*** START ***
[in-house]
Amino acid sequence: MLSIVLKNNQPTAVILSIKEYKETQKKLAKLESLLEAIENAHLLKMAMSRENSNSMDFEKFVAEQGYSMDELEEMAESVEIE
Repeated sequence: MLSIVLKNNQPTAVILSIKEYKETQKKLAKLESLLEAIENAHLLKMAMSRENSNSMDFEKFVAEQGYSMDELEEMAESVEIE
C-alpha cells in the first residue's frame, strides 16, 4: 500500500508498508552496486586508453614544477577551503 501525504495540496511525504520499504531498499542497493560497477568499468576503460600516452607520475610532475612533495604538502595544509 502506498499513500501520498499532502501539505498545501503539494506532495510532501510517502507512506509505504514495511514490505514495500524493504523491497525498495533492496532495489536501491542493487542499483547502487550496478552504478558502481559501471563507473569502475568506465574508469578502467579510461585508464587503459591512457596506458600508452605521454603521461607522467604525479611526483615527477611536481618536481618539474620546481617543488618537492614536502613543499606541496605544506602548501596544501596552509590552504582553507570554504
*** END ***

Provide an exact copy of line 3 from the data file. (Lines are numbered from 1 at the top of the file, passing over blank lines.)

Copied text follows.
Repeated sequence: MLSIVLKNNQPTAVILSIKEYKETQKKLAKLESLLEAIENAHLLKMAMSRENSNSMDFEKFVAEQGYSMDELEEMAESVEIE